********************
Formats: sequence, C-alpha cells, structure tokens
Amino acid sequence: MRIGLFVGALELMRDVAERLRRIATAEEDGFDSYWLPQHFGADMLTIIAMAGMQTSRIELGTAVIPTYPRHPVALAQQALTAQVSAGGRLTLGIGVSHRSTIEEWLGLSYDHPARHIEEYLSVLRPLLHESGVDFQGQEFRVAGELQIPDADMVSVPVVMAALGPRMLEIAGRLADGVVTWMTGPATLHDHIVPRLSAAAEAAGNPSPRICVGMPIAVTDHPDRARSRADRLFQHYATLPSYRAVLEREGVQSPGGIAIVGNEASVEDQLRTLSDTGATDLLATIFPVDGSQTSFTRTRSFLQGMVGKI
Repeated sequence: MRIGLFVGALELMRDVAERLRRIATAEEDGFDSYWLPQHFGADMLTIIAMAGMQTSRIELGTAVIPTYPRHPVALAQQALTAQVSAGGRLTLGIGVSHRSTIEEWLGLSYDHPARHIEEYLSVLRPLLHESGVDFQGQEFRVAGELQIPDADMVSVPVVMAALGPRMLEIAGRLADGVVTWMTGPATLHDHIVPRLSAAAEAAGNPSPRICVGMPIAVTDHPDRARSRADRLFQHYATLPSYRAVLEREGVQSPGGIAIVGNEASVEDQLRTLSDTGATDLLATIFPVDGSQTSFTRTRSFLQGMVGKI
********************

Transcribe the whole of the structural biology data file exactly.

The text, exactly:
Formats: sequence, C-alpha cells, structure tokens
Amino acid sequence: MRIGLFVGALELMRDVAERLRRIATAEEDGFDSYWLPQHFGADMLTIIAMAGMQTSRIELGTAVIPTYPRHPVALAQQALTAQVSAGGRLTLGIGVSHRSTIEEWLGLSYDHPARHIEEYLSVLRPLLHESGVDFQGQEFRVAGELQIPDADMVSVPVVMAALGPRMLEIAGRLADGVVTWMTGPATLHDHIVPRLSAAAEAAGNPSPRICVGMPIAVTDHPDRARSRADRLFQHYATLPSYRAVLEREGVQSPGGIAIVGNEASVEDQLRTLSDTGATDLLATIFPVDGSQTSFTRTRSFLQGMVGKI
Repeated sequence: MRIGLFVGALELMRDVAERLRRIATAEEDGFDSYWLPQHFGADMLTIIAMAGMQTSRIELGTAVIPTYPRHPVALAQQALTAQVSAGGRLTLGIGVSHRSTIEEWLGLSYDHPARHIEEYLSVLRPLLHESGVDFQGQEFRVAGELQIPDADMVSVPVVMAALGPRMLEIAGRLADGVVTWMTGPATLHDHIVPRLSAAAEAAGNPSPRICVGMPIAVTDHPDRARSRADRLFQHYATLPSYRAVLEREGVQSPGGIAIVGNEASVEDQLRTLSDTGATDLLATIFPVDGSQTSFTRTRSFLQGMVGKI